Earth Science In the News: Dating the Oldest Crater on Earth


By Jim Brace-Thompson

No. I’m not suggesting you take a big old hole in the ground out for a round of drinks and romance. Rather, I’m talking about Yarrabubba crater in Western Australia and a recent calibration of its age.

The state of Western Australia is home to the so-called Yilgarn craton, considered one of the oldest intact pieces of Earth’s crust. Due to plate tectonics, water, and weathering, our crust is constantly being recycled and reshaped. While you may be able to see a billion-year-old crater on the surface of the Moon or Mercury, here on Earth such ancient structures are more likely than not to have been morphed, subducted, or erased long ago and eroded beyond recognition.

Exploring an Ancient Crater

But there are certain areas of continents called cratons that are older than old and fairly stable. Such is Yilgarn. Within the Yilgarn craton, northeast of the city of Perth is Yarrabubba meteor crater with a width of nearly 45 miles.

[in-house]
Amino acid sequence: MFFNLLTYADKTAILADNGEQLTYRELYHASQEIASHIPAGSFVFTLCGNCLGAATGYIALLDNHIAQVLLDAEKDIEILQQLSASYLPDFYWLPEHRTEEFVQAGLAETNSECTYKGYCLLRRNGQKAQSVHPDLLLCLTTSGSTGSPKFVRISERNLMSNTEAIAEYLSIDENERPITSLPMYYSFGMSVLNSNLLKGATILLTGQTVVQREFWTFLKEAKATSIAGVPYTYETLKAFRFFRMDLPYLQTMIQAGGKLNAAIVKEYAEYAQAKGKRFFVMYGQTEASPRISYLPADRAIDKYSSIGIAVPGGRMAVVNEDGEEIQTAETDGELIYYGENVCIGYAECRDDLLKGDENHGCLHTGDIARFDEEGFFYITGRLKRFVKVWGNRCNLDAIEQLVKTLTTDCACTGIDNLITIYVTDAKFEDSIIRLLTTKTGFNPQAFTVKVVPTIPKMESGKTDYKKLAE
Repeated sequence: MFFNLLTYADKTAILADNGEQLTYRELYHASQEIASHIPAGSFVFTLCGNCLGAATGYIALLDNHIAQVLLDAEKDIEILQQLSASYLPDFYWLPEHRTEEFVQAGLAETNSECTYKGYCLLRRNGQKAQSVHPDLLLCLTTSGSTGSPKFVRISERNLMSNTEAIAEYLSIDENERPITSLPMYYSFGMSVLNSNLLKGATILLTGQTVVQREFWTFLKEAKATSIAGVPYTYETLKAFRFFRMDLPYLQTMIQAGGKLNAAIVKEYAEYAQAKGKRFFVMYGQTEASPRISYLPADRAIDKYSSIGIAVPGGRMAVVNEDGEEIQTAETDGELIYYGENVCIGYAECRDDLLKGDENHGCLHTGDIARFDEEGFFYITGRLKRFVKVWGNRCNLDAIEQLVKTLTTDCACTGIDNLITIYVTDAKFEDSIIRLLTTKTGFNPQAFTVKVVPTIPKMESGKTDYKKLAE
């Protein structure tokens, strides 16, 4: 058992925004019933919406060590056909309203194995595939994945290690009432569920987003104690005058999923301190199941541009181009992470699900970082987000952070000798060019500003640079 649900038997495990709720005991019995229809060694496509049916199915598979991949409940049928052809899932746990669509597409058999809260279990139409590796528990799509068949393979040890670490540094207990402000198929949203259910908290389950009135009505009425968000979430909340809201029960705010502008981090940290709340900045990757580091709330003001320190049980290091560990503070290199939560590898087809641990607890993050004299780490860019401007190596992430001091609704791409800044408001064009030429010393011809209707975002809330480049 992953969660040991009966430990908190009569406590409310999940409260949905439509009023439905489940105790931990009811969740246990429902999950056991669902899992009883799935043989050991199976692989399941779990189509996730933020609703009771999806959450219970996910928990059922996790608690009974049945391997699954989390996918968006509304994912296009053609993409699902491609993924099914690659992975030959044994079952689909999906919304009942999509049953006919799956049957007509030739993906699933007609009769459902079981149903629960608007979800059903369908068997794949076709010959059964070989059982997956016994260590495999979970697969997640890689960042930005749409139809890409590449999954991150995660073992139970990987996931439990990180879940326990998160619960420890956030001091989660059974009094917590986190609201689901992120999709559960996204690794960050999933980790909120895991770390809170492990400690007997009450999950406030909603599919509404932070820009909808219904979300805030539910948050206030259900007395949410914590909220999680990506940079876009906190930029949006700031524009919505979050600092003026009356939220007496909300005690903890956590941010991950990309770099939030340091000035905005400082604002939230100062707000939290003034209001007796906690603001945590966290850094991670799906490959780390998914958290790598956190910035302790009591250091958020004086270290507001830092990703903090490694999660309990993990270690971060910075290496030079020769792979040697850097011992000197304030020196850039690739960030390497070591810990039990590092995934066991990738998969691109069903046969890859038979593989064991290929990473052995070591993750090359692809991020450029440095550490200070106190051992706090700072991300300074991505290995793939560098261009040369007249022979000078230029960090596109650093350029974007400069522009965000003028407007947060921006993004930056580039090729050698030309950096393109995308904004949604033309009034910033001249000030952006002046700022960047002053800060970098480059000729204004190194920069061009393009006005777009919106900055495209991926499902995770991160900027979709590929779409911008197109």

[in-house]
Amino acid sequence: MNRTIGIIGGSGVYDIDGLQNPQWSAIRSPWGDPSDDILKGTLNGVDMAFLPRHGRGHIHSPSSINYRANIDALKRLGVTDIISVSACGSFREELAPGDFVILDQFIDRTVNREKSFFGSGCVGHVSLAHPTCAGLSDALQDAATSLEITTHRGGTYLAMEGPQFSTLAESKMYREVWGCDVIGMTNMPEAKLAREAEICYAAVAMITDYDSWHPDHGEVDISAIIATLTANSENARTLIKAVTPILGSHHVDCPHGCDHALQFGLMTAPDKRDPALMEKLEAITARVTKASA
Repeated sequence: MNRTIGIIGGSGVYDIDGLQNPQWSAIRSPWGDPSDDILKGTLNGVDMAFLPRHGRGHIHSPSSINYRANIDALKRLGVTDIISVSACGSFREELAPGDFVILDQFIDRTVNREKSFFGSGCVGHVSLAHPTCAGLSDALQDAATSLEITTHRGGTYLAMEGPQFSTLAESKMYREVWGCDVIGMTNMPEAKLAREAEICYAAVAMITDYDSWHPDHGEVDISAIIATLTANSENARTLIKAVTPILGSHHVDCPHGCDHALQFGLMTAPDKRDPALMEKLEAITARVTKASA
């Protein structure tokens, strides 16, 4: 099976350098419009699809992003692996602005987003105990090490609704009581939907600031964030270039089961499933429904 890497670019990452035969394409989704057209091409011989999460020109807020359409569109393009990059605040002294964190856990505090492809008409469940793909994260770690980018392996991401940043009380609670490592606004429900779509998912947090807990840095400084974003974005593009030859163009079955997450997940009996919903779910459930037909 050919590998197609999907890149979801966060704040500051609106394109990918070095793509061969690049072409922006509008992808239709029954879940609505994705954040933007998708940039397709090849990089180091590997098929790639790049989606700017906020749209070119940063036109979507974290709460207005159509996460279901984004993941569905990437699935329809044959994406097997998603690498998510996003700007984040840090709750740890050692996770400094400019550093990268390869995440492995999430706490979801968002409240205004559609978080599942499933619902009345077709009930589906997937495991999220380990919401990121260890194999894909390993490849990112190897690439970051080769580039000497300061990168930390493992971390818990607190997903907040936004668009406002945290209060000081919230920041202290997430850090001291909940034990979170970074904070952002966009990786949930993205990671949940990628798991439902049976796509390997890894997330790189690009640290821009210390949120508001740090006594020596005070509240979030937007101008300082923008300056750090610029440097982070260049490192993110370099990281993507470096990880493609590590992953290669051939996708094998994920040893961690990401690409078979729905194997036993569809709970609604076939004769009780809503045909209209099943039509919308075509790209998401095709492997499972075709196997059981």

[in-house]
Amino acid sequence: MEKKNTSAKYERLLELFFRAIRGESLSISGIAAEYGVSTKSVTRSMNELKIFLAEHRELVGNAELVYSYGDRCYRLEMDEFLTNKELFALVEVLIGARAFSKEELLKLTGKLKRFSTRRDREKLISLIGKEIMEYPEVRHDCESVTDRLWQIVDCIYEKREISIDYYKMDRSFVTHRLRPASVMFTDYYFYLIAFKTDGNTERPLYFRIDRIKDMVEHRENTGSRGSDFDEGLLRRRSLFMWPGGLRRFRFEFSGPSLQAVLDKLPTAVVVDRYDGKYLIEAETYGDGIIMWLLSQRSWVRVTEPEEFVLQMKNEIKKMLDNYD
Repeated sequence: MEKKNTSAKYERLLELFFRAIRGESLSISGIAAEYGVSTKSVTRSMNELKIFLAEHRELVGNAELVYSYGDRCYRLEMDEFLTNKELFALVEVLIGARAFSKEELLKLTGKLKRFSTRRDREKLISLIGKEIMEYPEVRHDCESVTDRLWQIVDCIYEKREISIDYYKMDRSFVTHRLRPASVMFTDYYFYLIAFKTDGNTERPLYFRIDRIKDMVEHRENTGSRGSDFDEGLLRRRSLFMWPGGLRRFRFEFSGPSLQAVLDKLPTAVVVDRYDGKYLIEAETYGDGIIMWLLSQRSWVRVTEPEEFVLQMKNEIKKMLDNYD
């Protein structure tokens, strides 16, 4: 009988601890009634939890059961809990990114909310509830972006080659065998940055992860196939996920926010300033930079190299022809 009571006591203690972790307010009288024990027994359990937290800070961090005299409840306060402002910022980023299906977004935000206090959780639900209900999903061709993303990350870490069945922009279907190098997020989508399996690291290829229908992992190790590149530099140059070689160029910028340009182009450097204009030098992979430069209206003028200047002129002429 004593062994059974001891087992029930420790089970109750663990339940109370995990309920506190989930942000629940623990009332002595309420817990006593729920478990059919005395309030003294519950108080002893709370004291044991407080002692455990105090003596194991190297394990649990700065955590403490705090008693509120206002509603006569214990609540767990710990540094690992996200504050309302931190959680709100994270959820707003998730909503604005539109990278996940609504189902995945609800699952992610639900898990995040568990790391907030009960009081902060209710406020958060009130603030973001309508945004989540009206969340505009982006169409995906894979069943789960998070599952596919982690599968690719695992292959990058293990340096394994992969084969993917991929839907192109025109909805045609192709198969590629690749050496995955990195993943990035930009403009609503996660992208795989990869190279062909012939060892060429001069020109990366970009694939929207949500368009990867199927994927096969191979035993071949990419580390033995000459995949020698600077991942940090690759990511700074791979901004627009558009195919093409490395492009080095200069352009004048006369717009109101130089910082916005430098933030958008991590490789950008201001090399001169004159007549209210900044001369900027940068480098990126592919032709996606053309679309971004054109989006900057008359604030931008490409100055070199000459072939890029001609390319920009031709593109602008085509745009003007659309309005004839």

As if that isn’t impressive enough, in the January 2020 issue of the journal Nature Communications, researchers reported the crater also now is considered the oldest on Earth, clocking in at a whopping 2.229 billion years! They made the determination by dating rocks that recrystallized after impact. And the story gets even more interesting.

Given the size of the crater, as much as 200 trillion kilograms of water vapor and dust could have been shot into the atmosphere, warming our entire planet. It just so happens that the newly calibrated date of 2.2 billion years puts the impact right at the end of a global period of glaciation known as the Huron Ice Age. Did the bolide that carved out Yarrabubba also end an ancient Ice Age?


Please enter your comment!
Please enter your name here